The repetition of women’s work so often goes unrecognized. These marks, marks of time and effort made by the passing of a needle, draw my attention.
—Holly Bechiri, editor in chief at cultured.GR
Through my studio practice, I employ craft and the grid to represent gendered labor, another term for caregiving in its various forms. This labor, traditionally performed by women, is underestimated and deprecated in our society, yet it is the backbone of our culture.
“Redwork” gets its name from a special type of red thread developed in Turkey more than 200 years ago. Previously thread wasn’t colorfast. Colors would bleed in the wash, so colored thread couldn’t be used on quilts or garments. With the introduction of a colorfast red thread, quilters and embroiderers could adorn everyday items with color.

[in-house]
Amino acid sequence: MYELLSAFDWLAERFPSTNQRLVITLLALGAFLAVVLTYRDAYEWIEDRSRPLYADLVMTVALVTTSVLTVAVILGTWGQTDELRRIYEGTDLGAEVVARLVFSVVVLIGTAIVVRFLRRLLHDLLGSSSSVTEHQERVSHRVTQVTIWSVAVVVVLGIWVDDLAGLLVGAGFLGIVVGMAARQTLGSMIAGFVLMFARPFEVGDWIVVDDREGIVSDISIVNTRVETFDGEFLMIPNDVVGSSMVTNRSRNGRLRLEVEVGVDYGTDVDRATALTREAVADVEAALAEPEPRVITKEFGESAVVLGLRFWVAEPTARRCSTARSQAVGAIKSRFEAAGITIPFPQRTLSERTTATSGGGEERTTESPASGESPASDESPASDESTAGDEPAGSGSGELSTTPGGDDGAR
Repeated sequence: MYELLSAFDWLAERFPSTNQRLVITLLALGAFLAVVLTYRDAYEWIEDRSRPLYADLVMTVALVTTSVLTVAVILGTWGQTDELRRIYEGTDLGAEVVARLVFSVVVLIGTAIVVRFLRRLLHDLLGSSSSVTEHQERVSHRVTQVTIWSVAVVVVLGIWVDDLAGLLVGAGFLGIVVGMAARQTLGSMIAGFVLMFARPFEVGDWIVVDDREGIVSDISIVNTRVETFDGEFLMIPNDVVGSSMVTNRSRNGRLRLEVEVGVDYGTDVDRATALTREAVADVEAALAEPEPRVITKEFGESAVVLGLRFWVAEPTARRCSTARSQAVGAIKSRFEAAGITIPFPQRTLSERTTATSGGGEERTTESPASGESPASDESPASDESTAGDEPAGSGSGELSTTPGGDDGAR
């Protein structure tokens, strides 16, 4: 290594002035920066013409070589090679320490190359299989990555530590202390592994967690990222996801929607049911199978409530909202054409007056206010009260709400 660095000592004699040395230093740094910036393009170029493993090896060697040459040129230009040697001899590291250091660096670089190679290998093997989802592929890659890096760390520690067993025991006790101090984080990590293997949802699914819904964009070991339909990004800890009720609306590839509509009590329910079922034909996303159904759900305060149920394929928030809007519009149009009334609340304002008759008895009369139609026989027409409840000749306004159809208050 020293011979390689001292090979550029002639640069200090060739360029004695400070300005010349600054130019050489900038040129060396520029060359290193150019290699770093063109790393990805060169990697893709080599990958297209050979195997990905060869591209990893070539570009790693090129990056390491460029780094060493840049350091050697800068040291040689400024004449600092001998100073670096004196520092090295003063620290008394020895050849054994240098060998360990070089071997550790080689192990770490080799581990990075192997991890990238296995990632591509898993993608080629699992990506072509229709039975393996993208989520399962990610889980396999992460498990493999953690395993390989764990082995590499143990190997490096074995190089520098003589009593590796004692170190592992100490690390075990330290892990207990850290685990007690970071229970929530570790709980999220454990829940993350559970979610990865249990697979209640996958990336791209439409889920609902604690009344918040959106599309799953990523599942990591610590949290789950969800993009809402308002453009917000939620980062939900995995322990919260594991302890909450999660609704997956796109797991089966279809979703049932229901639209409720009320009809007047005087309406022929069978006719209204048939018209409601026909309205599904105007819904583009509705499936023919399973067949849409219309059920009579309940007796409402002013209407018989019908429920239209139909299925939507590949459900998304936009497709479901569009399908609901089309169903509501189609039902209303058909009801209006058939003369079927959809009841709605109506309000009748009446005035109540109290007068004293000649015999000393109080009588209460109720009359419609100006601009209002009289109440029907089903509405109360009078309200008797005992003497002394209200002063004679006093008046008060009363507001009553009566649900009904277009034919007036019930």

The parallels I’ve marked between our natural world and that of women’s work, sewing, weaving, quilting, is the descriptive language. Threads, weave, and linked are all terms used to describe craft, and they are also emplyed to identify the actions performed by soil microbes and their relationship to the roots of trees.